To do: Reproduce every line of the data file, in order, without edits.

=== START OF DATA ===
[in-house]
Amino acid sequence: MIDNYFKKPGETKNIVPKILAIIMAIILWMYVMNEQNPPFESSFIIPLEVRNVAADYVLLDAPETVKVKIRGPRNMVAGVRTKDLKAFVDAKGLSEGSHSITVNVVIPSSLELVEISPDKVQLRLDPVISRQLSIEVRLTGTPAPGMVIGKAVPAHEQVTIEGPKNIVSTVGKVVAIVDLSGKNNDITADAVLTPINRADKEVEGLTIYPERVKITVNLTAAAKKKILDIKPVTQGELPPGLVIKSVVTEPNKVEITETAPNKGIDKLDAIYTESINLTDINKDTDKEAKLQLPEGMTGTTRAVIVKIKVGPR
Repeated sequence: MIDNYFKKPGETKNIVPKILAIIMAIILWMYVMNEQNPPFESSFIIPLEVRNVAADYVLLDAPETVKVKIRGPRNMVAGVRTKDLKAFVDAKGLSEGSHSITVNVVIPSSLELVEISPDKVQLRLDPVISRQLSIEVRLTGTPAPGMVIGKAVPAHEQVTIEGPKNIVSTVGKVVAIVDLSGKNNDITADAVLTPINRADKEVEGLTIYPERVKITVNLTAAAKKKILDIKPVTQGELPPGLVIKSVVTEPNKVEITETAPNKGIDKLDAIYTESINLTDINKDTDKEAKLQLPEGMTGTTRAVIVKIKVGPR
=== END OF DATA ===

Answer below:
[in-house]
Amino acid sequence: MIDNYFKKPGETKNIVPKILAIIMAIILWMYVMNEQNPPFESSFIIPLEVRNVAADYVLLDAPETVKVKIRGPRNMVAGVRTKDLKAFVDAKGLSEGSHSITVNVVIPSSLELVEISPDKVQLRLDPVISRQLSIEVRLTGTPAPGMVIGKAVPAHEQVTIEGPKNIVSTVGKVVAIVDLSGKNNDITADAVLTPINRADKEVEGLTIYPERVKITVNLTAAAKKKILDIKPVTQGELPPGLVIKSVVTEPNKVEITETAPNKGIDKLDAIYTESINLTDINKDTDKEAKLQLPEGMTGTTRAVIVKIKVGPR
Repeated sequence: MIDNYFKKPGETKNIVPKILAIIMAIILWMYVMNEQNPPFESSFIIPLEVRNVAADYVLLDAPETVKVKIRGPRNMVAGVRTKDLKAFVDAKGLSEGSHSITVNVVIPSSLELVEISPDKVQLRLDPVISRQLSIEVRLTGTPAPGMVIGKAVPAHEQVTIEGPKNIVSTVGKVVAIVDLSGKNNDITADAVLTPINRADKEVEGLTIYPERVKITVNLTAAAKKKILDIKPVTQGELPPGLVIKSVVTEPNKVEITETAPNKGIDKLDAIYTESINLTDINKDTDKEAKLQLPEGMTGTTRAVIVKIKVGPR